Oh yes, I am one of the most maligned Muslim intellectuals. Tariq Ramadan, the slippery trickster. They talk about people like me the way they used to talk about the Jews: He is Swiss and European, but his loyalties also lie elsewhere. He says one thing and thinks something else. He is a member of an international organization — in the past, it was world Jewry, today it’s world Islam. I am disparaged as if I were a Muslim Jew.
Could that have something to do with your family history? Your grandfather, Hassan al-Banna, was the founder of Egypt’s Muslim Brotherhood in Egypt in 1928, an organization that envisioned an Islamic fundamentalist transformation.
Thoughts are not genetically inherited traits. I admire my grandfather for his anti-colonial fight against the British. He was very involved in education for girls and women. His five daughters — my aunts and my mother — all attended university. And the organization he founded was very progressive for its time. However, I am highly critical of the Brotherhood, with its affected, conspiratorial behavior, its hierarchical structures and its oversimplified slogans.
Were you ever a member of the Brotherhood?
I can assure you that I am no Muslim Brother, despite the fact that my critics have repeatedly launched this rumor in an effort to slander and harm me.
Do you ever think about forming your own party, organization or movement?
No. I am not a politician. I have often been approached in this regard in the past 15 years, but I have always declined these sorts of offers. I view myself as an independent, critical intellectual, as someone who tries to stimulate thought on the left and the right, to encourage intellectual evolution. The Islamic world is obsessed with the notion of strong leaders. This is a mistake. We don’t need powerful leaders, but rather unconventional, progressive thinkers with the courage to open our minds.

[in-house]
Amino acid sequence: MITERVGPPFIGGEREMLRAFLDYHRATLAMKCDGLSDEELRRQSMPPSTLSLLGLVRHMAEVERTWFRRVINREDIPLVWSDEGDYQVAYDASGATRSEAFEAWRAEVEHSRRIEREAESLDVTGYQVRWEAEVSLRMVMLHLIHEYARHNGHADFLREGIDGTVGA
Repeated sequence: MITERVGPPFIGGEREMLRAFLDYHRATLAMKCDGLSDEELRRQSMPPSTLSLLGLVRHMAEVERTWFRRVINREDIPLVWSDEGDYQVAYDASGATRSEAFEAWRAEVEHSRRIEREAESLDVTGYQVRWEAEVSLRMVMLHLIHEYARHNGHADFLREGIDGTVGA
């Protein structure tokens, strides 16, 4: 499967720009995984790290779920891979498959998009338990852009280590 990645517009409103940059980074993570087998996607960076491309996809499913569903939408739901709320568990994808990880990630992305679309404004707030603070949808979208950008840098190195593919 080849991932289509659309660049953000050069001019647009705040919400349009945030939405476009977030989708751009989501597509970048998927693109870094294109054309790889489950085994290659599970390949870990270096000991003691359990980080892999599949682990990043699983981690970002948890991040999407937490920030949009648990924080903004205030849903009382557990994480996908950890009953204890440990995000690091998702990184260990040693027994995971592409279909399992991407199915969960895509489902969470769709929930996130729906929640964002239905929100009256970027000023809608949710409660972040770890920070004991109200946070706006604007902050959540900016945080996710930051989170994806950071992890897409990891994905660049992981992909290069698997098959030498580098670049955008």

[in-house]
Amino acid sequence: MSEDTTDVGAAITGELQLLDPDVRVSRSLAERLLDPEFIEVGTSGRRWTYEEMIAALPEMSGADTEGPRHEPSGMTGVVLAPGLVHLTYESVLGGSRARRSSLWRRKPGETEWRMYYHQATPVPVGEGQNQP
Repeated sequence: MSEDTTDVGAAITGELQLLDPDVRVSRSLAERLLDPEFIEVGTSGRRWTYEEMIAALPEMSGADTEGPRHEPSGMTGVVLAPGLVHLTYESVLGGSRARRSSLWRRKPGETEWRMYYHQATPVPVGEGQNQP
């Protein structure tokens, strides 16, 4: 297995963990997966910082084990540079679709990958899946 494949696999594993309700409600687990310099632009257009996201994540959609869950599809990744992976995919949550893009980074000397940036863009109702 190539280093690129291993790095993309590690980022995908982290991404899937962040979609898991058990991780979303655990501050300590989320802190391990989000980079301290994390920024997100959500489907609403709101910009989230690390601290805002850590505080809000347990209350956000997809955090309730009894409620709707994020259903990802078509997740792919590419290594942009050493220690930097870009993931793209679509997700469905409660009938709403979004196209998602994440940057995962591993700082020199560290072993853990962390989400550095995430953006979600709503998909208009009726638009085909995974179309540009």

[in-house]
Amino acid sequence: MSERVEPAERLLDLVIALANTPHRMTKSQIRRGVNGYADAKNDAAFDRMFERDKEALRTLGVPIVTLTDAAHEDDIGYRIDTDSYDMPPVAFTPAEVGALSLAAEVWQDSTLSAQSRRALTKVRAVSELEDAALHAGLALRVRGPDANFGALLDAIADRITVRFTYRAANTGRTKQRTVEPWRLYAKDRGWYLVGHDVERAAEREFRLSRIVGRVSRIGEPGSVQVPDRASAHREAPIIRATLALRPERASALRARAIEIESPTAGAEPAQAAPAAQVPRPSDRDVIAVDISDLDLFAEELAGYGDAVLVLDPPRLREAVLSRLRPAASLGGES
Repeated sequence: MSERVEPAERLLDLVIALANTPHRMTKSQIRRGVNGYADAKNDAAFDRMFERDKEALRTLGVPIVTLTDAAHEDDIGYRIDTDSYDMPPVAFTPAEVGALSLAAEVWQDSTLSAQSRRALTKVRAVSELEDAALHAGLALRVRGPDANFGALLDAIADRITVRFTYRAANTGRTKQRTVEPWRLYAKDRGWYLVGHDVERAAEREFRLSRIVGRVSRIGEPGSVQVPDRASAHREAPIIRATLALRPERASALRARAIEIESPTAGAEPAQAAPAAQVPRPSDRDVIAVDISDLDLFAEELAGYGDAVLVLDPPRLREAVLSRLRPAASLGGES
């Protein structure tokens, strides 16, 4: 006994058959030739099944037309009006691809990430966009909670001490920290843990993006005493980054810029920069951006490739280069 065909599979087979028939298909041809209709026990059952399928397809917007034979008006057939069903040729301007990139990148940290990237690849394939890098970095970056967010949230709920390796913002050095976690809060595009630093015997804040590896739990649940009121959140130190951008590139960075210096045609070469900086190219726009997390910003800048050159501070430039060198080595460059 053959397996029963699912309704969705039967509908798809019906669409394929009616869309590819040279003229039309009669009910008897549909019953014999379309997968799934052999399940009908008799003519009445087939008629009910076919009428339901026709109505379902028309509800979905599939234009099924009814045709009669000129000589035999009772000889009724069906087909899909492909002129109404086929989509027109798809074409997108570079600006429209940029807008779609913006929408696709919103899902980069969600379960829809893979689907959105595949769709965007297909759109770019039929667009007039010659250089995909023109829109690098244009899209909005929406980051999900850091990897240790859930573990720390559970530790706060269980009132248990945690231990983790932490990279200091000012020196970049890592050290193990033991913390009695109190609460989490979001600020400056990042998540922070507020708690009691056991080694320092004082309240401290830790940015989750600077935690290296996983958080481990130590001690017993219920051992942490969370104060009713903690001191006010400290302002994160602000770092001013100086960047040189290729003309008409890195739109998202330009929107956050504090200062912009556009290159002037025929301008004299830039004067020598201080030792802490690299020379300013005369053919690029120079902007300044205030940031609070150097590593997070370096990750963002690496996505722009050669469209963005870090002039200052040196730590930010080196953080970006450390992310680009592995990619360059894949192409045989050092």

Translated from German by Christopher Sultan.
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This article has been provided by Der Spiegel through a special arrangement with Salon. For more from Europe’s most-read newsmagazine, please visit Spiegel Online at http://www.spiegel.de/international or subscribe to the daily newsletter.
Elliott and the friends with whom he recorded in middle school in Texas (photo courtesy of Dan Pickering)
Heatmiser publicity shot (L-R: Tony Lash, Brandt Peterson, Neil Gust, Elliott Smith) (photo courtesy of JJ Gonson photography)
Elliott and JJ Gonson (photo courtesy of JJ Gonson photography)
"Stray" 7-inch, Cavity Search Records (photo courtesy of JJ Gonson photography)
Elliott's Hampshire College ID photo, 1987
Elliott with "Le Domino," the guitar he used on "Roman Candle" (courtesy of JJ Gonson photography)
Full "Roman Candle" record cover (courtesy of JJ Gonson photography)
Elliott goofing off in Portland (courtesy of JJ Gonson photography)
Heatmiser (L-R: Elliott Smith, Neil Gust, Tony Lash, Brandt Peterson)(courtesy of JJ Gonson photography)
The Greenhouse Sleeve -- Cassette sleeve from Murder of Crows release, 1988, with first appearance of Condor Avenue (photo courtesy of Glynnis Fawkes)